You can import this script directly from our gallery here. Now you are ready to analyze your cluster! Pick any of your clusters from the dropdown menu. Whether it was a fast one-click cluster, or you spent a long time carefully tailoring your cluster options, this script will be able to tell which input fields were the important ones. Once you’ve got your cluster, click “Execute” and let BigML do its thing. When complete, the output is
importance-list, a map of input field id, field name and importance, ordered from most to least important.
Cluster Classification in more detail
This script is written in WhizzML, BigML’s new domain-specific language, WhizzML. If you have a complicated task to do, just a few lines of WhizzML can replace the repetitive clicking needed to massage data in the dashboard. The cluster classification script takes a cluster ID and uses WhizzML to:
- Create an extension of the cluster’s source dataset, adding a new field ‘cluster’
- Create an ensemble from those resources.
- Put it all together to report each field’s importance.
This only takes a few steps because the script exploits the features of two BigML resources: the batchcentroid and the ensemble. Many BigML resources automatically contain calculated information that would be too much to show in the dashboard. But with a little WhizzML we can reveal their secrets.
Here’s the function that creates the extension of the cluster’s source dataset:
It begins with
define, which is how all WhizzML functions are defined. Here, a function
label-by-cluster is defined to take as an input the cluster id
cl-id. Next, a
let expression assigns some variables to objects pulled out of that cluster. Here’s where BigML resources really shine. We ultimately want a dataset resource, and we could create the dataset we are after using Flatline to edit every row of the original dataset. But instead we will create a batchcentroid. Set the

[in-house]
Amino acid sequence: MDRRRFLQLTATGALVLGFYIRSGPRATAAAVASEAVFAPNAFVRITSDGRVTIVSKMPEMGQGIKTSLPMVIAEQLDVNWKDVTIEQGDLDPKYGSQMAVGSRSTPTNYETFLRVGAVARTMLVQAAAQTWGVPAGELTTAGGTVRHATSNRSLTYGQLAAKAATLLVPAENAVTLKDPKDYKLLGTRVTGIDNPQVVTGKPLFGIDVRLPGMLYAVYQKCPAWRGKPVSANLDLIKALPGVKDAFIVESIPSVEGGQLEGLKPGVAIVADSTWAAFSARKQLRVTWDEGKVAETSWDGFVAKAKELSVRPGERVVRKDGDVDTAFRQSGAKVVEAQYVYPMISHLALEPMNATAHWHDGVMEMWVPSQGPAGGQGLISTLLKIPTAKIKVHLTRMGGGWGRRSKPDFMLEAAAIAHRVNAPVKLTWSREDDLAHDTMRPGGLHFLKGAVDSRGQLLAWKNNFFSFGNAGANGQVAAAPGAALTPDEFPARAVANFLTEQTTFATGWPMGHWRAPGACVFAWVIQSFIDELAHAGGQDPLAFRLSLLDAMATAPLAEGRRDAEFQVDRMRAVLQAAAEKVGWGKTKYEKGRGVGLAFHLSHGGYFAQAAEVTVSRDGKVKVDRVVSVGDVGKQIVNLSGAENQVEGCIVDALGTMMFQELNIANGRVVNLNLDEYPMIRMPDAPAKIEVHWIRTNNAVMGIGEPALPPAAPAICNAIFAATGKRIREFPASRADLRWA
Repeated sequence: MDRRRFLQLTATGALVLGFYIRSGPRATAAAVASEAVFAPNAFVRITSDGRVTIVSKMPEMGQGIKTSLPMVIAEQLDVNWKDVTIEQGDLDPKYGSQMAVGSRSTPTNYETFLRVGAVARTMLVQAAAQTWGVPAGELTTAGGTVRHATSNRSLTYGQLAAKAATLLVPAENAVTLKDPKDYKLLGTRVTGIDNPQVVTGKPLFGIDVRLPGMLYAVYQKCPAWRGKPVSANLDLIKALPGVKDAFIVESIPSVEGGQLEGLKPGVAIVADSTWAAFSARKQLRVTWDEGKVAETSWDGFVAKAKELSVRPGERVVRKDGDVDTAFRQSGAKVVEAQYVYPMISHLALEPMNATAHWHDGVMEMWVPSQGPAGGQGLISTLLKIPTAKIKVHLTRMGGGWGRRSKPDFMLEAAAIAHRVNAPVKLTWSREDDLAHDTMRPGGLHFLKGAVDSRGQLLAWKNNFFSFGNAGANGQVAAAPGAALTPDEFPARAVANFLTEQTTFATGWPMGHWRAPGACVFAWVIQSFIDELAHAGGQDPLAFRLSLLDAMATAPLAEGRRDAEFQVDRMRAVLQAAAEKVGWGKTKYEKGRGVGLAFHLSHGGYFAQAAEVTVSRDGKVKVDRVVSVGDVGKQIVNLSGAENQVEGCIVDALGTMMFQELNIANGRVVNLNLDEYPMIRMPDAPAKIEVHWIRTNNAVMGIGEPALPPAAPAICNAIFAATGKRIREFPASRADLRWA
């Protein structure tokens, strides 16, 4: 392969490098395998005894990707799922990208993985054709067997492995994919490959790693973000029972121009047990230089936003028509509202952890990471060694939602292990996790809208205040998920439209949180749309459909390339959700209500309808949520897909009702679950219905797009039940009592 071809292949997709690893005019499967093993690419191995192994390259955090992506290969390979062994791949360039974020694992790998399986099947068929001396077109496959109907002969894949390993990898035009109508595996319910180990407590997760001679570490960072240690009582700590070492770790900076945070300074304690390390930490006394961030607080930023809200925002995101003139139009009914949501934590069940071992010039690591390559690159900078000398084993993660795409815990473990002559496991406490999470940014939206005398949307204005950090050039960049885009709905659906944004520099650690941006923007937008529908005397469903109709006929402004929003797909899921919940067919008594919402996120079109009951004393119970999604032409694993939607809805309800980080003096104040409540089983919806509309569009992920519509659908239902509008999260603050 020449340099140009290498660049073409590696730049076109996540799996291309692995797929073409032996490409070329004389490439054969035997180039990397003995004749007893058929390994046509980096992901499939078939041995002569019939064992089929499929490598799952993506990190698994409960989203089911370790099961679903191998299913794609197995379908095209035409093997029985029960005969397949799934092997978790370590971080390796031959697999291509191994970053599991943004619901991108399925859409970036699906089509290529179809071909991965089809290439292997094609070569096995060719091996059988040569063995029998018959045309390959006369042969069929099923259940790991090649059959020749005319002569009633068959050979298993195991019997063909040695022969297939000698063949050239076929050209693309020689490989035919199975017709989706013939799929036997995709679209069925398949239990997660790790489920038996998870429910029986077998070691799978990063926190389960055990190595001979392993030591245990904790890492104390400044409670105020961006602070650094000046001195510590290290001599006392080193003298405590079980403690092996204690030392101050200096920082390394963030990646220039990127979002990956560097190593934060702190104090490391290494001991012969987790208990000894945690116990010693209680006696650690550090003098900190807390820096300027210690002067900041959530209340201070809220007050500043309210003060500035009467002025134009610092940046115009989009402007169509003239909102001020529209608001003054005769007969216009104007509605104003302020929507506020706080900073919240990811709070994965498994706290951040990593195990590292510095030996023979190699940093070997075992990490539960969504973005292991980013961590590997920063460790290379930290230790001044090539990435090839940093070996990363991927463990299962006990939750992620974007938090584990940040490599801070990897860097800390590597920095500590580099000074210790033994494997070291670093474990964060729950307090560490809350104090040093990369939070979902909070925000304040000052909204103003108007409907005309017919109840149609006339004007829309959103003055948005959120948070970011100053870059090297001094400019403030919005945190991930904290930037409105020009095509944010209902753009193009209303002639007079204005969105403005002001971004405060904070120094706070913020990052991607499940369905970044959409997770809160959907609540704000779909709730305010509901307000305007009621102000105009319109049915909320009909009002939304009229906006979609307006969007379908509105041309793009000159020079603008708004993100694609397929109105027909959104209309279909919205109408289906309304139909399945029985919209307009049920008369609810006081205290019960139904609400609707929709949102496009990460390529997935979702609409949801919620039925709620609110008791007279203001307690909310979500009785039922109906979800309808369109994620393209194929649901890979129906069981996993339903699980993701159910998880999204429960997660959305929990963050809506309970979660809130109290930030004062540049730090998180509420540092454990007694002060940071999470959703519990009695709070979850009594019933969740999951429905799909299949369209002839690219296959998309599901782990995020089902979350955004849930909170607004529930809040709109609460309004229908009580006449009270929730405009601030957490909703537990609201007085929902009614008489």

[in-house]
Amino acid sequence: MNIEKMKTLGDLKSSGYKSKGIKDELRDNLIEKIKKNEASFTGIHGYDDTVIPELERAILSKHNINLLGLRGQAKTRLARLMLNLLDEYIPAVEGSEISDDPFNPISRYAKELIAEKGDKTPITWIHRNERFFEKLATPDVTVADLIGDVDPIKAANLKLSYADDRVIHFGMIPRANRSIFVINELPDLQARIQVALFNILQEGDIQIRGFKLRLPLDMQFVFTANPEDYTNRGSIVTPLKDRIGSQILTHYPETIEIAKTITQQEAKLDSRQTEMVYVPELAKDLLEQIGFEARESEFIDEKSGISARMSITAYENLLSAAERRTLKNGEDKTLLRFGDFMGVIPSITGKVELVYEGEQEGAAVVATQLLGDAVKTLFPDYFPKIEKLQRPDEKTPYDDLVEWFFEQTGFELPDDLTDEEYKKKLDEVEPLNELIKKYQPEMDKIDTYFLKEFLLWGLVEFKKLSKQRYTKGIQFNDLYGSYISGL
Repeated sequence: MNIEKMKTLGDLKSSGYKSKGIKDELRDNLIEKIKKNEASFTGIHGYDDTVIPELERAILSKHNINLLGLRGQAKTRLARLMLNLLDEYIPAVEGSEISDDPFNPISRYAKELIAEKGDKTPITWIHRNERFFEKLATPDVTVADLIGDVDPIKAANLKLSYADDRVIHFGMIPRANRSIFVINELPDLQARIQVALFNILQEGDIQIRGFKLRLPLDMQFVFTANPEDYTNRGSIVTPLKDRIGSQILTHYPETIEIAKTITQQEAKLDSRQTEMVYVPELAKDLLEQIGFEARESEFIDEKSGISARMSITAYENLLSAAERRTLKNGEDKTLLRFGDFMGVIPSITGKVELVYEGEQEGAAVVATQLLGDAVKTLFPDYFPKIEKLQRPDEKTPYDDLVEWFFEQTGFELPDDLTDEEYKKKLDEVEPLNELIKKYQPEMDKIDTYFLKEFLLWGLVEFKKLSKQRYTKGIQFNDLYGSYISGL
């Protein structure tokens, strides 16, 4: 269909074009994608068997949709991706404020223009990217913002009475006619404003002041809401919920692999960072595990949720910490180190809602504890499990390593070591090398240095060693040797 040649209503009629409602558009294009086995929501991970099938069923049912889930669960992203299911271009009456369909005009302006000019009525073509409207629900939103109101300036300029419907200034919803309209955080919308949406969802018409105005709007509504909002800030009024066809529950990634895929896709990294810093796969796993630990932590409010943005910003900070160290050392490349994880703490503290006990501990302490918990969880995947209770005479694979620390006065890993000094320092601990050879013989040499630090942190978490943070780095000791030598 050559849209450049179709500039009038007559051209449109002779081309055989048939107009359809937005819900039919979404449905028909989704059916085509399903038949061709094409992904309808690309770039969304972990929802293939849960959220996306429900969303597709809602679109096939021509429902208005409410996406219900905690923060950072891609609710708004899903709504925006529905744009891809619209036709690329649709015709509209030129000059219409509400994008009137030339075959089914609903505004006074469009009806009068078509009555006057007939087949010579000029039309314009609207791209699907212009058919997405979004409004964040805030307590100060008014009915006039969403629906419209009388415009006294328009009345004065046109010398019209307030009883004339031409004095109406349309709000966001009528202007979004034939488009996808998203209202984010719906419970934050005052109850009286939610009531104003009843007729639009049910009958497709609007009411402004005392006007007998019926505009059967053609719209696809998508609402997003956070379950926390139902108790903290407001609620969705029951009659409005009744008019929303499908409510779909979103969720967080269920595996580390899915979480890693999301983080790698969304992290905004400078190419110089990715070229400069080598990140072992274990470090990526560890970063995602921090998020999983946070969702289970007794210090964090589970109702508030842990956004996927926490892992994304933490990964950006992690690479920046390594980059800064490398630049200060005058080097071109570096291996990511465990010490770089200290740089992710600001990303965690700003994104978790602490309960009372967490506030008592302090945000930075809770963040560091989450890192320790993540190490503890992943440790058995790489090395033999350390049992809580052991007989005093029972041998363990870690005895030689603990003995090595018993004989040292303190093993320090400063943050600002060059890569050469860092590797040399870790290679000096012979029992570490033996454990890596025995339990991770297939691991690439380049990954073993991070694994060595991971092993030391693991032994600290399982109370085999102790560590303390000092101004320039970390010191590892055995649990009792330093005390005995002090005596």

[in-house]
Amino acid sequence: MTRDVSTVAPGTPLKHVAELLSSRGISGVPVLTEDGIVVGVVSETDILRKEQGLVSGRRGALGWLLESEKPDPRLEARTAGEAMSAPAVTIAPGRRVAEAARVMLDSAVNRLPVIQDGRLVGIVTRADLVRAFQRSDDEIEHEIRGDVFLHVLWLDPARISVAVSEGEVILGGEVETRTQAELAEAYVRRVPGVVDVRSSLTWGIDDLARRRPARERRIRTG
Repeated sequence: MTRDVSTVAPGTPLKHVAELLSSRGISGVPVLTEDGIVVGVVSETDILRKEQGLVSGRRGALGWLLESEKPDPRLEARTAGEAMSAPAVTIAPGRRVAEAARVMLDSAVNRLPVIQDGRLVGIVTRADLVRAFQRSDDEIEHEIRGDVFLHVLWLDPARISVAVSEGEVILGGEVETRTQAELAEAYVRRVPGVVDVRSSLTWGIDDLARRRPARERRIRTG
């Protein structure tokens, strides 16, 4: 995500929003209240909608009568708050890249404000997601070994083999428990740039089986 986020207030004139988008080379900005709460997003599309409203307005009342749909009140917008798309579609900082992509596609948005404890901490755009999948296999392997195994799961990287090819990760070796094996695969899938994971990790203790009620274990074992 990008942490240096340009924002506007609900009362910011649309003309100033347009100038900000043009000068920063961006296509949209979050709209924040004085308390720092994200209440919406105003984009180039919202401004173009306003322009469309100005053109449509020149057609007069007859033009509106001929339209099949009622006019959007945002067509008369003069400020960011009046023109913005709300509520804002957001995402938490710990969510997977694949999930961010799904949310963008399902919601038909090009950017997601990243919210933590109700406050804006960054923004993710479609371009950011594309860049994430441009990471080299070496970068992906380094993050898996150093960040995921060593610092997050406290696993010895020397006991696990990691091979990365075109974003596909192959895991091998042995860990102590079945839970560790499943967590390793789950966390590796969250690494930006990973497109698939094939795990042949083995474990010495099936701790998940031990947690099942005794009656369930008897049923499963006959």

output_dataset parameter to true, and a batchcentroid resource automatically creates a dataset where each row is labeled by its cluster. But we want this dataset to have all the same fields as the original in addition to this new cluster field. So we set the parameter
output_fields to the be the same fields as the original, and we’ve got exactly what we want!
Now that we have this extended dataset, we can figure out how important each field is in determining cluster membership by building an ensemble of trees with
cluster membership as the objective. BigML automatically calculates the importance of each field in a model, we just have to know where to look to get those numbers.
Here’s the function that creates a map of field ids and their importance:
Just as before,
define creates the function
make-importance-map, which takes an ensemble id and a list of input field ids as inputs. In the
let statement, we go into the ensemble and pull out a list of all the models it contains, then go into get model to pull out the list of field importances. Now we just have to put everything together. Without getting too lost in details, the helper functions
list-to-map turns our lists into maps and
merge-with combines all the maps by addition. One final
map to divide by the number of models, and we have a map of field importance averaged over all the models of the ensemble.
That’s it in a nutshell! If you have ever spent a lot of time carefully setting cluster parameters, only to find you aren’t really sure why your clusters were chosen as they were, this is the script for you. It will tell you exactly which fields are important not just to a single cluster, but across all of them. More understanding is just a few clicks away.